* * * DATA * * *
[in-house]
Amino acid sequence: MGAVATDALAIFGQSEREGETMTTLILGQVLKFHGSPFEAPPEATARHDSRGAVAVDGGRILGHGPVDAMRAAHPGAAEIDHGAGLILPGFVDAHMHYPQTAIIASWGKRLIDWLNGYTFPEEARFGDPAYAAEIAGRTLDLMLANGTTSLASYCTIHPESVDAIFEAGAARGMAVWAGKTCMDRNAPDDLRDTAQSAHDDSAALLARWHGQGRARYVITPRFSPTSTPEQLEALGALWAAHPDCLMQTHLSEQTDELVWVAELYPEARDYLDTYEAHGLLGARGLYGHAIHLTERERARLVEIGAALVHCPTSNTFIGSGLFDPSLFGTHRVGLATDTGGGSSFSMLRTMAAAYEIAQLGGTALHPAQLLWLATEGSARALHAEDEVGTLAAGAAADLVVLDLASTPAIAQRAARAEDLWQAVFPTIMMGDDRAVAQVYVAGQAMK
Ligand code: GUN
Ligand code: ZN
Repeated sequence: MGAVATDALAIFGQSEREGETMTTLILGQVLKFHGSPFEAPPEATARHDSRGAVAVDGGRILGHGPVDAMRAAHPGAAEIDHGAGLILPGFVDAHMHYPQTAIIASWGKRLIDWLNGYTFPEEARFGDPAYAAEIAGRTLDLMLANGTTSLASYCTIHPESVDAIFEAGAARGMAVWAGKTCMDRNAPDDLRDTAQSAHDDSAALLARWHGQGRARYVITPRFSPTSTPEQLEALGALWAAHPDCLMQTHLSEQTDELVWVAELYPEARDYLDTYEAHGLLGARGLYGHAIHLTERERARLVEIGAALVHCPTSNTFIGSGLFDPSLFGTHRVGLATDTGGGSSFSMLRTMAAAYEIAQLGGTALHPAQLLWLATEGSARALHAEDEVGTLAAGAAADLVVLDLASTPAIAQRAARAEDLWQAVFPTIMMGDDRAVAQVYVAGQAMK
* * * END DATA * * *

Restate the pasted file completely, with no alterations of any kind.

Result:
[in-house]
Amino acid sequence: MGAVATDALAIFGQSEREGETMTTLILGQVLKFHGSPFEAPPEATARHDSRGAVAVDGGRILGHGPVDAMRAAHPGAAEIDHGAGLILPGFVDAHMHYPQTAIIASWGKRLIDWLNGYTFPEEARFGDPAYAAEIAGRTLDLMLANGTTSLASYCTIHPESVDAIFEAGAARGMAVWAGKTCMDRNAPDDLRDTAQSAHDDSAALLARWHGQGRARYVITPRFSPTSTPEQLEALGALWAAHPDCLMQTHLSEQTDELVWVAELYPEARDYLDTYEAHGLLGARGLYGHAIHLTERERARLVEIGAALVHCPTSNTFIGSGLFDPSLFGTHRVGLATDTGGGSSFSMLRTMAAAYEIAQLGGTALHPAQLLWLATEGSARALHAEDEVGTLAAGAAADLVVLDLASTPAIAQRAARAEDLWQAVFPTIMMGDDRAVAQVYVAGQAMK
Ligand code: GUN
Ligand code: ZN
Repeated sequence: MGAVATDALAIFGQSEREGETMTTLILGQVLKFHGSPFEAPPEATARHDSRGAVAVDGGRILGHGPVDAMRAAHPGAAEIDHGAGLILPGFVDAHMHYPQTAIIASWGKRLIDWLNGYTFPEEARFGDPAYAAEIAGRTLDLMLANGTTSLASYCTIHPESVDAIFEAGAARGMAVWAGKTCMDRNAPDDLRDTAQSAHDDSAALLARWHGQGRARYVITPRFSPTSTPEQLEALGALWAAHPDCLMQTHLSEQTDELVWVAELYPEARDYLDTYEAHGLLGARGLYGHAIHLTERERARLVEIGAALVHCPTSNTFIGSGLFDPSLFGTHRVGLATDTGGGSSFSMLRTMAAAYEIAQLGGTALHPAQLLWLATEGSARALHAEDEVGTLAAGAAADLVVLDLASTPAIAQRAARAEDLWQAVFPTIMMGDDRAVAQVYVAGQAMK